Germany scored a rare earth victory as an Australian producer of high-tech metals preferred to trade with a German company rather than its Chinese counterpart. Forbes reported that this made a mark on the dominance by China in the rare earth industry.
Northern Minerals, which works the Browns Range project located in Australia's north end, completed a sales agreement with Thyssenkrupp Materials Trading even as it closed its previous trade deal with China's Lianyugang Zeyu New Materials Sales. The German company has been given 100% rights to buy rare earth materials that are being produced in Northern Minerals' pilot plant.
China has been the go-to-market for these minerals prior to its dispute with the US. European, North American, and Japanese tech manufacturers have made deals with their Chinese counterparts to get rare earth minerals in their processes. China pressed to the wall by the US trade warmongering, has been studying whether to use its dominance of these metals as "collateral" in their tariff dispute.
George Bauk, chief executive for Northern Minerals, said that this new agreement was a great achievement for their company.
The agreement, reported by West Australia, will govern all current stockpiled products within Northern's plants and all future production. These will all fall within Thyssenkrupp's rights as the developer of said material.
The agreement also includes a provision where both companies agree on collaboration in implementing separating technologies at the Browns Range area. There is also a proviso where potential future expansions of the said project will be developed by both companies while working together.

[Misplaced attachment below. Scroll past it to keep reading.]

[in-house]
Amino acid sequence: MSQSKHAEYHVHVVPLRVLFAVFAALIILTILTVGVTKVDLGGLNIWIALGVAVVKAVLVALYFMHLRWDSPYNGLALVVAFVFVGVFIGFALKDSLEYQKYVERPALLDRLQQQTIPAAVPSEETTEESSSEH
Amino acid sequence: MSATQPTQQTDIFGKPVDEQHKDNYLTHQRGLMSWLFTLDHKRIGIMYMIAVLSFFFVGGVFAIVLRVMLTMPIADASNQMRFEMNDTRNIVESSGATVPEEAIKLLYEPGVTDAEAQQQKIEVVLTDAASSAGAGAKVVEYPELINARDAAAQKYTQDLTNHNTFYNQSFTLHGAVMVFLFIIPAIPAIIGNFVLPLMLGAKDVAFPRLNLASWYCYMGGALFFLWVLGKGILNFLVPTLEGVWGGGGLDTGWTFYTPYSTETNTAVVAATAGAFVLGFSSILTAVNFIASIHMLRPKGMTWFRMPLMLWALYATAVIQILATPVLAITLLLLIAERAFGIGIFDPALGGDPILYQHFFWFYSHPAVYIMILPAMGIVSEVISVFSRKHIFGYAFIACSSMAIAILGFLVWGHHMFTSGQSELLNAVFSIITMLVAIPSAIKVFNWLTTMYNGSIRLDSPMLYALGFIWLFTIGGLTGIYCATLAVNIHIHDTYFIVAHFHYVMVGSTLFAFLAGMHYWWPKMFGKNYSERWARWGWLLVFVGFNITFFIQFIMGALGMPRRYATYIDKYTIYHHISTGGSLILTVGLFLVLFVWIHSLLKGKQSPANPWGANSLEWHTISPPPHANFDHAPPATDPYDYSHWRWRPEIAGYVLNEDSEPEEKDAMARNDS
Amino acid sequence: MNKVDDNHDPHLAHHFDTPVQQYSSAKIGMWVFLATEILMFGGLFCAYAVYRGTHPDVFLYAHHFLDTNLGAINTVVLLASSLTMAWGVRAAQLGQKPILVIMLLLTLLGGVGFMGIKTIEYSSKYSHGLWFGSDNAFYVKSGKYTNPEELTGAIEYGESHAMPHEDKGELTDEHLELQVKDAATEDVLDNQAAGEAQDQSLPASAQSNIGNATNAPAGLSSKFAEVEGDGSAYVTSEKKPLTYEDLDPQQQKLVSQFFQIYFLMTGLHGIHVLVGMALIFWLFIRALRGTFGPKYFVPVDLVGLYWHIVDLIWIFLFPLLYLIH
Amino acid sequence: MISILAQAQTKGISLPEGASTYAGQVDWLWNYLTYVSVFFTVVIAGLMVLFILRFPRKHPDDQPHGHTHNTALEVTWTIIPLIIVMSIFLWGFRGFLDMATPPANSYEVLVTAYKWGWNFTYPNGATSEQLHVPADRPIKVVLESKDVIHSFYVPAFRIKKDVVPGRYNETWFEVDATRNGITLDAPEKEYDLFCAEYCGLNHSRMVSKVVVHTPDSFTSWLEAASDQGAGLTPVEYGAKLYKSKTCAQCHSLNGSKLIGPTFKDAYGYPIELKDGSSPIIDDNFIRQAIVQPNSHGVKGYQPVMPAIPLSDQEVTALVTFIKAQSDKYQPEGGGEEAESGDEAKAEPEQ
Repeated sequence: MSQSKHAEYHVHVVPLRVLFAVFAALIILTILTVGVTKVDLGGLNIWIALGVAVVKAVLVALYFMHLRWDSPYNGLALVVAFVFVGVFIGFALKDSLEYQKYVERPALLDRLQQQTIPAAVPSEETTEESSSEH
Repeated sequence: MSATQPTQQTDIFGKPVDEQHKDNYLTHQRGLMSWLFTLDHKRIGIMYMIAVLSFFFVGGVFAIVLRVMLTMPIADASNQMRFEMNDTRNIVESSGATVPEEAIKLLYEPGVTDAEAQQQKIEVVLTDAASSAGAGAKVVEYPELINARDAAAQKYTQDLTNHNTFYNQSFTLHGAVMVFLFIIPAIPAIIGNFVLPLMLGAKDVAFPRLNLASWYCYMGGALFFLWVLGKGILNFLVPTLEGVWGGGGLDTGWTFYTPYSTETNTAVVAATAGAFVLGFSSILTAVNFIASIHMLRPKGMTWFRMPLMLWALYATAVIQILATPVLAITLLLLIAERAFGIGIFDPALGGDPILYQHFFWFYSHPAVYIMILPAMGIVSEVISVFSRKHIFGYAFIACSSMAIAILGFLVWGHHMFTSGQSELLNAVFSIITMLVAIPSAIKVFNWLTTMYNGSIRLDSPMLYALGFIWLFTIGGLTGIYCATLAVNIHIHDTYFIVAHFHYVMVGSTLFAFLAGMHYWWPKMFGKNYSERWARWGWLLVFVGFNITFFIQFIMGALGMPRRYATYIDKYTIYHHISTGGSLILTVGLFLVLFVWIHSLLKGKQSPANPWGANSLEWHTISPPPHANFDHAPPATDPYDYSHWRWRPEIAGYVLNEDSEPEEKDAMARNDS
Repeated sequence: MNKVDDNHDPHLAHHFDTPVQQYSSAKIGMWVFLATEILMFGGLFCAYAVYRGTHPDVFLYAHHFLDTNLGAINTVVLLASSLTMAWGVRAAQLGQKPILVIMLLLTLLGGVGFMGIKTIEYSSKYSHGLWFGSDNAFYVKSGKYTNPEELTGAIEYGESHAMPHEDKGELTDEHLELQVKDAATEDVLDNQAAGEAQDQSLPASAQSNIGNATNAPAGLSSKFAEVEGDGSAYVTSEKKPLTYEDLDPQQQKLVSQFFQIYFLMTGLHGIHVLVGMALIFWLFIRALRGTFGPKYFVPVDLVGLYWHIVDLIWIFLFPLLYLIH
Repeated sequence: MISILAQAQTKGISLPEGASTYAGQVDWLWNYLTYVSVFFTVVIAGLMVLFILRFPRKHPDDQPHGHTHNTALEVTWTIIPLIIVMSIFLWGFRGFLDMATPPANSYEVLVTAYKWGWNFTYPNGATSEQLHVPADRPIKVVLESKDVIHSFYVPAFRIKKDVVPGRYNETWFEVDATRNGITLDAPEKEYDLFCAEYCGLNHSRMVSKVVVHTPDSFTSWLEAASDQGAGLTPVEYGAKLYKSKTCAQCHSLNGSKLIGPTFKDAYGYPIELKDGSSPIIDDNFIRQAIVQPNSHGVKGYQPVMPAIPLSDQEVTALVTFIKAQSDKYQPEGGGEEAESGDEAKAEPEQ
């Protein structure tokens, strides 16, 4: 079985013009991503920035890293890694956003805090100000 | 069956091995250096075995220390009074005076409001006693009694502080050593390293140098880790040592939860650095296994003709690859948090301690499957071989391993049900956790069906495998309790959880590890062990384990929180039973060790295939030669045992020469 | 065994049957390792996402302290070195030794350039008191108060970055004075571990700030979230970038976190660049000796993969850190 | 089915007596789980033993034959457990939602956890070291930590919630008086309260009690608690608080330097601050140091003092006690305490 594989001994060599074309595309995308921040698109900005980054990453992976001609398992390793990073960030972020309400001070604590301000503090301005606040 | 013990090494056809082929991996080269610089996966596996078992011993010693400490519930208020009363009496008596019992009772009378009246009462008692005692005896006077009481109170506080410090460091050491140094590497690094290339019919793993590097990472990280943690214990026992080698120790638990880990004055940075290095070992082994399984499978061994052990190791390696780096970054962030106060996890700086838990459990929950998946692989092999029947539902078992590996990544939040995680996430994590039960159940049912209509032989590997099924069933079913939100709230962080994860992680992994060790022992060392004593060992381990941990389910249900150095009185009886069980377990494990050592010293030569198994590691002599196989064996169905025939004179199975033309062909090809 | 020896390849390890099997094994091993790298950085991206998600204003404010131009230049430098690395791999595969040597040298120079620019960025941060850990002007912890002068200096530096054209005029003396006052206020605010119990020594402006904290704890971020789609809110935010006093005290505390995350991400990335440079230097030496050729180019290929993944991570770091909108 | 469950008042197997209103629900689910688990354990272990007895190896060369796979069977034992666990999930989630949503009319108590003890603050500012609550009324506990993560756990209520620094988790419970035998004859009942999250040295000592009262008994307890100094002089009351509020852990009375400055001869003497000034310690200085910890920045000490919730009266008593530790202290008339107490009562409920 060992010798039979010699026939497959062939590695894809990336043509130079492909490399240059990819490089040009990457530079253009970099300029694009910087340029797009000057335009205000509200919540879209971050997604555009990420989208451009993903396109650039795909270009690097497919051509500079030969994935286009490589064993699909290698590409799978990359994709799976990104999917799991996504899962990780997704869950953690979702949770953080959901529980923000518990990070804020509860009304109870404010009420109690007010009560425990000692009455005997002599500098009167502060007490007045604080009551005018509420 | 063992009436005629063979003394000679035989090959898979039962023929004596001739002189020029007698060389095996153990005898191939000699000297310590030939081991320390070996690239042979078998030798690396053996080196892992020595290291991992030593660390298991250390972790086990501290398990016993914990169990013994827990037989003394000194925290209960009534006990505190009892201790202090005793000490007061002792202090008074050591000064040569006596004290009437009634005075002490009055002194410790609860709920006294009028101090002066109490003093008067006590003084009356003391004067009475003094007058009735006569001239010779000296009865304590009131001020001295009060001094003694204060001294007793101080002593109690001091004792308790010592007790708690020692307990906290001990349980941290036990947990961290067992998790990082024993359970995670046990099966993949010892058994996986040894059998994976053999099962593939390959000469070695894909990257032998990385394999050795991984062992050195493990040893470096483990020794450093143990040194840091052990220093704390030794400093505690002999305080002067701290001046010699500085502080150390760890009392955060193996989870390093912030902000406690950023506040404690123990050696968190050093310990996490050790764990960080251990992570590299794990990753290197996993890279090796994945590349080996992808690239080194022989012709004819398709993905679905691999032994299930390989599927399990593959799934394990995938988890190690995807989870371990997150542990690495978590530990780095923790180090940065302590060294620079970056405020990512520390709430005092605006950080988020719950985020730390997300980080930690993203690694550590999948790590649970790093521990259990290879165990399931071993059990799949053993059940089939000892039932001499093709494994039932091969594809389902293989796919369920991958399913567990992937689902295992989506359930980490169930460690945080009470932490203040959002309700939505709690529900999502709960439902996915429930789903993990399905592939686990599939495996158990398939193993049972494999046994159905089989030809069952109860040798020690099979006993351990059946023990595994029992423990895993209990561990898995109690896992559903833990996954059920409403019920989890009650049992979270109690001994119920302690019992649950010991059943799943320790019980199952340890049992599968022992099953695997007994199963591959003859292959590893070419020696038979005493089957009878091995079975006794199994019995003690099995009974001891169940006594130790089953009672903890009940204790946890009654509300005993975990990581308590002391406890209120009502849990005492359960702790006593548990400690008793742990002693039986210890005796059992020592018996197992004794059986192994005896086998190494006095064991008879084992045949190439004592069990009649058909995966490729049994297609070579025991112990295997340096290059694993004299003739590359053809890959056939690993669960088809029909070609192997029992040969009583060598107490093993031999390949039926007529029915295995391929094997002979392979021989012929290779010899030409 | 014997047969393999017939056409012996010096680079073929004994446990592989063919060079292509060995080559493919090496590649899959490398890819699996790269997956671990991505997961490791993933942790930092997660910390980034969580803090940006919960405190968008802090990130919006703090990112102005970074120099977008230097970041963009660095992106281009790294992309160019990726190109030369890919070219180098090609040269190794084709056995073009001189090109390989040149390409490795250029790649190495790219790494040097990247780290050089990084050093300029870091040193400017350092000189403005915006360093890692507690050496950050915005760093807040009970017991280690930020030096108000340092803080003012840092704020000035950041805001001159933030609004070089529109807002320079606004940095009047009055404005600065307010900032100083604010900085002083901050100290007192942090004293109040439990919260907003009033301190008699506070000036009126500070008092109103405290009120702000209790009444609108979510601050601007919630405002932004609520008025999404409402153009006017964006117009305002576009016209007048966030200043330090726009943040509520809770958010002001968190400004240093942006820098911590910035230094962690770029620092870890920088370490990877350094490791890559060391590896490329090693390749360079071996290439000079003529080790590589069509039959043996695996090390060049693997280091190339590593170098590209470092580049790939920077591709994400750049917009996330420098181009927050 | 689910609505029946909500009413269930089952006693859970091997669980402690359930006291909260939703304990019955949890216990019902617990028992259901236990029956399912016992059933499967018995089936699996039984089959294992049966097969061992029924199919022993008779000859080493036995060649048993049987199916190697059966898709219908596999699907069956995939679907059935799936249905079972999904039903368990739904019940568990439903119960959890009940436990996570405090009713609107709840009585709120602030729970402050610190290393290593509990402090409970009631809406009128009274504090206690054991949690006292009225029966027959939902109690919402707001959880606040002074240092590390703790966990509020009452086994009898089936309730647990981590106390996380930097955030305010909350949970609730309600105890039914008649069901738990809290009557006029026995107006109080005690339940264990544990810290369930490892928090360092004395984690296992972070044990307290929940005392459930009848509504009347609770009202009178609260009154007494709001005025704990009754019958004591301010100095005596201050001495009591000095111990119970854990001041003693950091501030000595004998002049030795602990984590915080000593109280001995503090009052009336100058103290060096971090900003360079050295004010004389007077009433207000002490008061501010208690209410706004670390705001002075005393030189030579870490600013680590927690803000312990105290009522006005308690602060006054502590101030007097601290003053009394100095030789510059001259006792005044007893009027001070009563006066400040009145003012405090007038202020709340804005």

Wolfgang Schnittker, chief executive officer for Thyssenkrupp Materials Trading, said that Northern Minerals has been a focus for them for quite some time now. As it is one of the few suppliers of rare earth materials outside of China, a successful collaboration with the company is of utmost importance right now.
Northern Minerals is still carrying out explorations across the Browns Range which included drilling as well as geophysical surveys. The Dazzler deposit is their current target, which potentially has a mineral resource estimated at 144,000 tons with a 2.23% grading of total rare earth oxide.
This switch by Northern Minerals adds to the growing news of Australian rare earth miners seeking trade and sales deals outside of the Chinese sphere of influence-at least until the trade dispute blows over. It also sheds light towards the growing interest of other countries in Australia's substantial rare earth reserves.